Eras­mus’ com­mit­ment softens blow of Euro­pean exit

Coach’s de­ci­sion to re­main at Mun­ster for two more years pro­vides ma­jor boost

The Irish Times - Monday - Sport - - Rugby - GAVIN CUM­MISKEY at Aviva Sta­dium

The Spring­boks’ tan­gled political sys­tem is re­spon­si­ble for the ex­ile of Rassie Eras­mus. Al­low­ing the finest coach of coaches in South Africa to leave of­fered Mun­ster the ideal can­di­date to cre­ate the much-needed di­rec­tor of rugby po­si­tion in Lim­er­ick.

The pre­sump­tion was that Alis­tair Coet­zee, de­spite a CV punc­tured by in­ex­pe­ri­ence, would be a bet­ter option to coach the Spring­boks than his for­mer boss. Coet­zee, it was hoped, would prove de­feat to Ja­pan at the 2015 World Cup, along with hun­dreds of gar­gan- tuan for­wards stream­ing into Euro­pean leagues, would not send South African rugby into free fall.

Eras­mus fully in­tends to coach the coun­try that capped him 36 times, again. De­spite be­gin­ning a three-year Mun­ster con­tract last July, he en­gaged in over­tures from the SARU when they recog­nised the fool­ish­ness of their ways by let­ting him jour­ney north in the first place. Be­ing the man he is, the 44-year-old spoke hon­estly about the sit­u­a­tion. He con­verses with coaches and of­fi­cials in South Africa – both for­mally and in­for­mally – on a reg­u­lar ba­sis. When a de­ci­sion needed to be made – to stay or go – Eras- mus re­alised he had un­fin­ished busi­ness in Ire­land. So, a few weeks ago, he sat with these young Mun­ster play­ers to tell them that he, along with his ju­nior part­ner Jac­ques Nien­aber – seem­ingly a deal breaker in Eras­mus ne­go­ti­a­tions – would not be go­ing home.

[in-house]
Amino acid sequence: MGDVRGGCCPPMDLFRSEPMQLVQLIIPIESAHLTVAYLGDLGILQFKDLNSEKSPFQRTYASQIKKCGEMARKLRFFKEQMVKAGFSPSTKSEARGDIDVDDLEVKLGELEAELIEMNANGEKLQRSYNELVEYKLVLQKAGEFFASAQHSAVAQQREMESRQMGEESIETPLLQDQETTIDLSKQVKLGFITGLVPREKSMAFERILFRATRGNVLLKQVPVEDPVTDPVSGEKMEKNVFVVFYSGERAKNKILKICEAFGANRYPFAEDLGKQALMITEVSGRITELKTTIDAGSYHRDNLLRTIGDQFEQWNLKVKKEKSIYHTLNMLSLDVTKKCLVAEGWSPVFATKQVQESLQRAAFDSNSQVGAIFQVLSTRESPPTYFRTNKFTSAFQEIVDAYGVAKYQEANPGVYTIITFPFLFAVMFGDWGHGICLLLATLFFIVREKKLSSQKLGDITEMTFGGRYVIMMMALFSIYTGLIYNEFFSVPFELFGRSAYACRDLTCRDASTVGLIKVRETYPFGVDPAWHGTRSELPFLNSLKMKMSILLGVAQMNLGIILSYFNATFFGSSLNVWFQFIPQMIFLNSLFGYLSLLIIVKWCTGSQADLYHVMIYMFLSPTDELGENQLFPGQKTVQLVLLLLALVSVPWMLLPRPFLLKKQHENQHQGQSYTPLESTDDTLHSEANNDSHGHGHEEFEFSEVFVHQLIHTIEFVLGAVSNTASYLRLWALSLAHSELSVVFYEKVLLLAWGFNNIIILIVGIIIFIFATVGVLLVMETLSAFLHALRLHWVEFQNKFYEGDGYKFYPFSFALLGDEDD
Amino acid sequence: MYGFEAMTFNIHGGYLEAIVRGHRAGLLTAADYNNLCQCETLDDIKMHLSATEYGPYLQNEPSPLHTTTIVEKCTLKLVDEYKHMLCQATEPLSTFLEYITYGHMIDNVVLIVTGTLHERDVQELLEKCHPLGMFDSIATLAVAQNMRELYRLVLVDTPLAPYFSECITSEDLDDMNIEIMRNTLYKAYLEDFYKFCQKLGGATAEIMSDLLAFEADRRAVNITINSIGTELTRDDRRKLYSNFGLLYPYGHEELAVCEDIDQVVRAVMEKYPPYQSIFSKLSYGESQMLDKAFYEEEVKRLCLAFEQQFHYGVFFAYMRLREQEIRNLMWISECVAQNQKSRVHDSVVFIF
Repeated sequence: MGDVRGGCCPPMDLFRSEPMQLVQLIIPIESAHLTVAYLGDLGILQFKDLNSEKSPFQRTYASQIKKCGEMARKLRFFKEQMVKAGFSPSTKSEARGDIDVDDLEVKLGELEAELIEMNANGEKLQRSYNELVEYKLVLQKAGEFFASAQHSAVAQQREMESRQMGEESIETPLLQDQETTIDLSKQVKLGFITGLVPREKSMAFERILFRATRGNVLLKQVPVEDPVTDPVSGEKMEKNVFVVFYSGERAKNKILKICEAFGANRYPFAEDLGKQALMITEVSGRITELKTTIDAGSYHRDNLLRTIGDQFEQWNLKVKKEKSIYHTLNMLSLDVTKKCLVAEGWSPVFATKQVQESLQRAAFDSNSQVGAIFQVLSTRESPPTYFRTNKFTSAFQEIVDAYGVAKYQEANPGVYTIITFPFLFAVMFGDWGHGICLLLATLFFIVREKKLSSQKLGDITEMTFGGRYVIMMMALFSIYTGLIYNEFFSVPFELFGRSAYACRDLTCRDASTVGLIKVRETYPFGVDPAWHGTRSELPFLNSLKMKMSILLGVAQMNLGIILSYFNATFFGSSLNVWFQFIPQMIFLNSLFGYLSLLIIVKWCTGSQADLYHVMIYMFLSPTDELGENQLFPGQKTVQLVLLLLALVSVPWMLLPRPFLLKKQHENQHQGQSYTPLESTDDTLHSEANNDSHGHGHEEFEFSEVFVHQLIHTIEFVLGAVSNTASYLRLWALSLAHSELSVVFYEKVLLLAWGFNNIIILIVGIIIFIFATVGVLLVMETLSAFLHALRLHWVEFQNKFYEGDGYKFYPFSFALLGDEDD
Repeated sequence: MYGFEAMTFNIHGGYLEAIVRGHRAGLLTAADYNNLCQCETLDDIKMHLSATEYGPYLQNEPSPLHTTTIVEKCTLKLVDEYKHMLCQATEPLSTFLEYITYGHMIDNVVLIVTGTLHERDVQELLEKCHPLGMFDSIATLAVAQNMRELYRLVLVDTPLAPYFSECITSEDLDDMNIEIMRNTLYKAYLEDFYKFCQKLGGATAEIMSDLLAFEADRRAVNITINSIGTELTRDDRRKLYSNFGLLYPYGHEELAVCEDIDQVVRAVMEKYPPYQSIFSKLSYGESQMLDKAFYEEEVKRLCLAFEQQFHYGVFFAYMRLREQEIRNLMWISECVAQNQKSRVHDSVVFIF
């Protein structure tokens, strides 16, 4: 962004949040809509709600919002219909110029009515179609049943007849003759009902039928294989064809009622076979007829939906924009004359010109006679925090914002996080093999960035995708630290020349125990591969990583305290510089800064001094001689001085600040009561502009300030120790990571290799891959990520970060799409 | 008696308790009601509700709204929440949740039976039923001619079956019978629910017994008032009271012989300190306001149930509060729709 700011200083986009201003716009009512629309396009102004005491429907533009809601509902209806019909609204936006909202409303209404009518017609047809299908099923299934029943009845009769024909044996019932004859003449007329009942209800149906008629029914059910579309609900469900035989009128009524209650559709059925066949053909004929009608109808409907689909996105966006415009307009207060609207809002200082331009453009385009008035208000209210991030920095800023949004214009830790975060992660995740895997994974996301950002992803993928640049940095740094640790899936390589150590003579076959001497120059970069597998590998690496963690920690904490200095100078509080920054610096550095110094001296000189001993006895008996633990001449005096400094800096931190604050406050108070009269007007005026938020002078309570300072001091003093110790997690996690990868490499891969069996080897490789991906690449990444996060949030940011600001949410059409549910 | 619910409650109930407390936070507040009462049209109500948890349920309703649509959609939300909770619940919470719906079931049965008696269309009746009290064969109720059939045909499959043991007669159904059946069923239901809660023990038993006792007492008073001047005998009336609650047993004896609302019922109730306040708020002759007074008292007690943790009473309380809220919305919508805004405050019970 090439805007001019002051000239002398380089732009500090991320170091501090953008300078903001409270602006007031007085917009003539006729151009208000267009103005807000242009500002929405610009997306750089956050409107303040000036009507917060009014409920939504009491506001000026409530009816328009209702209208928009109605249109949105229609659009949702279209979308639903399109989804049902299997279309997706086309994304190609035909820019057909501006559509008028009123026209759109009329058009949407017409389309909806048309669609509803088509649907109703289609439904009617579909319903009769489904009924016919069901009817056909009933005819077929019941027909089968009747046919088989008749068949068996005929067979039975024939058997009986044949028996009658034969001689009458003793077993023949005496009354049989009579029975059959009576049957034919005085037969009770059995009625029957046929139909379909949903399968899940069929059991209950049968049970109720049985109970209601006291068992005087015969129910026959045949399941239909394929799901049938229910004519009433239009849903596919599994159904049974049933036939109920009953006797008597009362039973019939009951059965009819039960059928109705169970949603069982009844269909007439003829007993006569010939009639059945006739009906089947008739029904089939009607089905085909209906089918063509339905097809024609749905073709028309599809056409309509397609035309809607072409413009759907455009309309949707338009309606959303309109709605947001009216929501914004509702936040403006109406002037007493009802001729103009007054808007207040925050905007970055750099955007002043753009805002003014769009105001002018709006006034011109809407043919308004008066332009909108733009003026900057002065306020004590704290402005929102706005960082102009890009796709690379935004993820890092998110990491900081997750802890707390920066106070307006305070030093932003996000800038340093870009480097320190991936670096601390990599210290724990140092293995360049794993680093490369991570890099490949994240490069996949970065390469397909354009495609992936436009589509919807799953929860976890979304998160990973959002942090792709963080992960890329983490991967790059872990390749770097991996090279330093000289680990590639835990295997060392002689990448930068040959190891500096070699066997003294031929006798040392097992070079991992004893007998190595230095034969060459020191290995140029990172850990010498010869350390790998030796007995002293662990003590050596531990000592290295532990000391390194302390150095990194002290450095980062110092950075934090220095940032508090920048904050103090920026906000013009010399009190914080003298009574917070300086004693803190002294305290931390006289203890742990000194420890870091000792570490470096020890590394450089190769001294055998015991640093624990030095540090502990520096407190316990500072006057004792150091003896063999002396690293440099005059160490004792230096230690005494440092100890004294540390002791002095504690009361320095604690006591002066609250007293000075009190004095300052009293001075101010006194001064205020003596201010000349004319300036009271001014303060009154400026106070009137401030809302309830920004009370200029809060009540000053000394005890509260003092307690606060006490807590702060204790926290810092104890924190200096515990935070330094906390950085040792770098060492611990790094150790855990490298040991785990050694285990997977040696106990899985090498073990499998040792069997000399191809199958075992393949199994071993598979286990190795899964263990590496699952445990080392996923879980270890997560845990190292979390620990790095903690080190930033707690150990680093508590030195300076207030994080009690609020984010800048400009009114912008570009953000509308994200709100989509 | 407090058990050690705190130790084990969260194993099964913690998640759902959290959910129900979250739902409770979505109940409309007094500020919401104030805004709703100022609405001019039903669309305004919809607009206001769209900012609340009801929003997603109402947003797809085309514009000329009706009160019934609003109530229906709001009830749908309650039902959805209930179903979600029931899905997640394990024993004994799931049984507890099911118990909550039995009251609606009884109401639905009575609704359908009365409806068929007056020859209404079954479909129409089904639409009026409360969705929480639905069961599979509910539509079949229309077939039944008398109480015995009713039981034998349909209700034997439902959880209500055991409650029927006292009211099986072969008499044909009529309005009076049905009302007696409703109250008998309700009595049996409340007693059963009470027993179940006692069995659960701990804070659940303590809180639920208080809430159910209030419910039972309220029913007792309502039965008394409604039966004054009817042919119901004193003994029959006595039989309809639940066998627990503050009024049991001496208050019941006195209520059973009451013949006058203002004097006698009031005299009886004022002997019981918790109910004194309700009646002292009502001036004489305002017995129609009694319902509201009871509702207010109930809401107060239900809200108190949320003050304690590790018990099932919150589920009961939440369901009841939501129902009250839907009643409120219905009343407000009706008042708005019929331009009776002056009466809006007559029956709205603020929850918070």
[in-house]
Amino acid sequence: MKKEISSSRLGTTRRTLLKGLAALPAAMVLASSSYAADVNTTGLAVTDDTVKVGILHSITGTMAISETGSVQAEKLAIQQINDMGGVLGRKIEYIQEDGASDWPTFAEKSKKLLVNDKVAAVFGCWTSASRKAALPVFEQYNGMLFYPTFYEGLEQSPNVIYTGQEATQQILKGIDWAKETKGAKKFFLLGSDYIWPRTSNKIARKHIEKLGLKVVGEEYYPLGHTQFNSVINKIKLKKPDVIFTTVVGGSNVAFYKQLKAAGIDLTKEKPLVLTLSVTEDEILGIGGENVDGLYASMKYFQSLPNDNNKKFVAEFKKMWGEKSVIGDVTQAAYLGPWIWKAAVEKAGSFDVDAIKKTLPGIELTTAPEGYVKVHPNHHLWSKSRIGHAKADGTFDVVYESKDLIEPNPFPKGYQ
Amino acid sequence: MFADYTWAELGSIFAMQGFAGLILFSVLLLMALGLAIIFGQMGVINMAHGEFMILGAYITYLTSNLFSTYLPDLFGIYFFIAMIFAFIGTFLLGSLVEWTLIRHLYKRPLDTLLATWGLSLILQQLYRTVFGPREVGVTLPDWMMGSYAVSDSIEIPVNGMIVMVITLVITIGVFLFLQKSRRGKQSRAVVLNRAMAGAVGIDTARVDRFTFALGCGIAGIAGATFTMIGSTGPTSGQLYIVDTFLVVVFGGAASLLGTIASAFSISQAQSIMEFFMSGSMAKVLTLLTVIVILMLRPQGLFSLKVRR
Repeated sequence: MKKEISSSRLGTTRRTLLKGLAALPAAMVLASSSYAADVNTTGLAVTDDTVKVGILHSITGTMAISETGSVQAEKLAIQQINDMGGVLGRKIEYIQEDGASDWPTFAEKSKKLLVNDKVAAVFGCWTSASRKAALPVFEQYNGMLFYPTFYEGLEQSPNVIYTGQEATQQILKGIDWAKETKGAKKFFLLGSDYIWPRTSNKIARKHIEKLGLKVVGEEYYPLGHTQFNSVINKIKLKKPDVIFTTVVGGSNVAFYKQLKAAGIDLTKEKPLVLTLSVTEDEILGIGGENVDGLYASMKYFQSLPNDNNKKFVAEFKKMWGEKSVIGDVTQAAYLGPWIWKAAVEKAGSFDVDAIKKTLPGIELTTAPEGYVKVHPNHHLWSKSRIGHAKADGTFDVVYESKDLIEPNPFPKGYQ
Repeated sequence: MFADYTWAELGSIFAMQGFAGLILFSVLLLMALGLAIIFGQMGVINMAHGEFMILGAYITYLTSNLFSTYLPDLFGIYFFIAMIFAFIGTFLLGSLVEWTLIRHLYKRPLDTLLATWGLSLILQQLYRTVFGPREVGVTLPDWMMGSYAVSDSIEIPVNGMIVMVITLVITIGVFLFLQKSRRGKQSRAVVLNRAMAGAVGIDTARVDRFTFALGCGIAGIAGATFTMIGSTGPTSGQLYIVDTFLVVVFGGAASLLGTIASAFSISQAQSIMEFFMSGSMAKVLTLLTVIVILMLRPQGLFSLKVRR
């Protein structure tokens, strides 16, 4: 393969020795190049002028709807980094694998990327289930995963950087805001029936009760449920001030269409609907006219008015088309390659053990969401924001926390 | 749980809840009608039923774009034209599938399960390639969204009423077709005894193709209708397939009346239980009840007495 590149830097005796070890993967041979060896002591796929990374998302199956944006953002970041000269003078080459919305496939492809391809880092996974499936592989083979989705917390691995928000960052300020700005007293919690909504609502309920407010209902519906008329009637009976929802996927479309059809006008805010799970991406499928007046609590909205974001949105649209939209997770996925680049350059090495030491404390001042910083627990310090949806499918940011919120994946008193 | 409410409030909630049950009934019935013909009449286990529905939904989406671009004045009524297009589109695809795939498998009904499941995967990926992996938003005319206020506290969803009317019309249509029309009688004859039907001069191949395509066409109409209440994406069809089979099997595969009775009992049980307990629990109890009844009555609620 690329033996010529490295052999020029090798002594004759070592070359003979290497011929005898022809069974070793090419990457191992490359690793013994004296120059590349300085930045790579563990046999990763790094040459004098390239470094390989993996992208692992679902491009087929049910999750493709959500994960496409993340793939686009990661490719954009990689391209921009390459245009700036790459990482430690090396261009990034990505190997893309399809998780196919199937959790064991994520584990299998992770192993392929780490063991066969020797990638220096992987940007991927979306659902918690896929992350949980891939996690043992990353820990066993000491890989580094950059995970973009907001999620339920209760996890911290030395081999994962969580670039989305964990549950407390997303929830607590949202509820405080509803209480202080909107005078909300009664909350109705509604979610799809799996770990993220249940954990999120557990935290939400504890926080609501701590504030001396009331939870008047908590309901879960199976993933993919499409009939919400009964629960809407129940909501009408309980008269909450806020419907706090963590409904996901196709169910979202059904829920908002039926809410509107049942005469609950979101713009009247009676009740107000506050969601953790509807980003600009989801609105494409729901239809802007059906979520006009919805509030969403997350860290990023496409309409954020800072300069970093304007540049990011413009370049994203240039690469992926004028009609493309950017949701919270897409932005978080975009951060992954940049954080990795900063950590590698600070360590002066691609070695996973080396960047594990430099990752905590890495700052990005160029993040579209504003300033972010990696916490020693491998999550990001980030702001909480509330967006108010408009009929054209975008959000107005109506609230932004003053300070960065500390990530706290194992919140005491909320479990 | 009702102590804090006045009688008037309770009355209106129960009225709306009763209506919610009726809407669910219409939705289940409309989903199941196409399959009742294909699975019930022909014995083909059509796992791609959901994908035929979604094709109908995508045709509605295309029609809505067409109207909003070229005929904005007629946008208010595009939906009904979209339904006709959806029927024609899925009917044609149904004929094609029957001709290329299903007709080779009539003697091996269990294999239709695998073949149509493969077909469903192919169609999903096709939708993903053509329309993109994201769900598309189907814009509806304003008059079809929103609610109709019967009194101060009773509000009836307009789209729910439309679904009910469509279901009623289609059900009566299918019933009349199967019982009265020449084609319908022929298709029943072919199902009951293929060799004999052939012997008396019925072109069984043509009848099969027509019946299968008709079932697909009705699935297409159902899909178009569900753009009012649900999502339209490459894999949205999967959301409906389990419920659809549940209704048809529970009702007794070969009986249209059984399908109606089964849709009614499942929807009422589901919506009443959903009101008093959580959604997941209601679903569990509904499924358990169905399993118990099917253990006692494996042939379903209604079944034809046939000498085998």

Crys­tal ball

“They’ve just done such a great job,” said Mun­ster hooker Niall Scan­nell af­ter this 26-10 de­feat to Sara­cens. “It would have been a huge blow if they did leave be­cause he’s such a good coach. His for­ward plan­ning is un­be­liev­able.

“Some­times I won­der does he have a crys­tal ball. We were watch­ing Northamp­ton and Sara­cens last week and Northamp­ton were go­ing re­ally well and he said ‘60 min­utes now, this is where Sara­cens are go­ing to turn the screw’ and it was like he had seen the fu­ture. That’s ex­actly what they did. We were pre­pared for that today but found it hard to coun­ter­act.”

On Satur­day evening the me­dia sought clar­i­fi­ca­tion from Eras­mus. “Yes . . . Hope­fully. We are try­ing to cre­ate the win­ning culture...”

So you are stay­ing for the next two sea­sons? “Yes, yes, yes.”

Def­i­nitely stay­ing Rassie? “Yes.”

Eras­mus has al­ready carved open a new chap­ter in Mun­ster’s his­tory. Un­til Satur­day’s com­pre­hen­sive de­feat, it seemed like this un­be­liev­able nine-month jour­ney – since tragedy in Paris – would fin­ish with Euro­pean glory.

Feeling pres­sure

Conor Mur­ray’s ab­sence shows there re­mains an over-re­liance on cer­tain fig­ures. And that gen­uine, last­ing suc­cess takes time. As it did for the pre­vi­ous gen­er­a­tion who lost Euro­pean fi­nals in 2000 and 2002 be­fore An­thony Fo­ley lifted the tro­phy in 2006.

But time, now, is some­thing Eras­mus has com­mit­ted to forg­ing. “There is a say­ing in South Africa that a di­a­mond gets formed out of coal when it gets un­der pres­sure,” he said. “If you don’t feel this pres­sure week in week out and learn how to handle it . . . I re­ally think our play­ers are good enough, and the coach­ing team is good enough. I just think you have to get through weeks like this.

“I saw Sara­cens get through weeks like this, when they lost in the semi and in the fi­nal.

“There are many el­e­ments we need to im­prove upon but the big­gest is feeling the pres­sure, when the game is turn­ing, know­ing how to handle that. Against the dou­ble cham­pi­ons we weren’t able to handle that.”

John Ryan, the newly es­tab­lished tight­head, summed it up best: “Things have changed. He has given us freedom to play the way we want to play. There is a great pos­i­tive vibe around the squad.

“Every­one knows what we are do­ing. There are a group of play­ers there who will be there for, fin­gers crossed, five, six, seven years.”

He’s such a good coach. His for­ward plan­ning is un­be­liev­able

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